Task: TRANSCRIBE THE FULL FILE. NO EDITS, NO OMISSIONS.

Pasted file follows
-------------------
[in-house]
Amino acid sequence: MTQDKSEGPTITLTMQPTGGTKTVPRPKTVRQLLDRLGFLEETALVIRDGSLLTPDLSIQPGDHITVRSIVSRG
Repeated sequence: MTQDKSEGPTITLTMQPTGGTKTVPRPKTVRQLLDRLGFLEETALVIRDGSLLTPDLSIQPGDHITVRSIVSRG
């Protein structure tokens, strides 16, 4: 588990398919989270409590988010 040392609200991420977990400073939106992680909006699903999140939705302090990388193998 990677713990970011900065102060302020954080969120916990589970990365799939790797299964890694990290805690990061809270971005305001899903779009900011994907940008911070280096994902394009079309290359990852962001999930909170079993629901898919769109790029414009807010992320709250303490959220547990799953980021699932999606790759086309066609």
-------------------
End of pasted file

[in-house]
Amino acid sequence: MTQDKSEGPTITLTMQPTGGTKTVPRPKTVRQLLDRLGFLEETALVIRDGSLLTPDLSIQPGDHITVRSIVSRG
Repeated sequence: MTQDKSEGPTITLTMQPTGGTKTVPRPKTVRQLLDRLGFLEETALVIRDGSLLTPDLSIQPGDHITVRSIVSRG
């Protein structure tokens, strides 16, 4: 588990398919989270409590988010 040392609200991420977990400073939106992680909006699903999140939705302090990388193998 990677713990970011900065102060302020954080969120916990589970990365799939790797299964890694990290805690990061809270971005305001899903779009900011994907940008911070280096994902394009079309290359990852962001999930909170079993629901898919769109790029414009807010992320709250303490959220547990799953980021699932999606790759086309066609």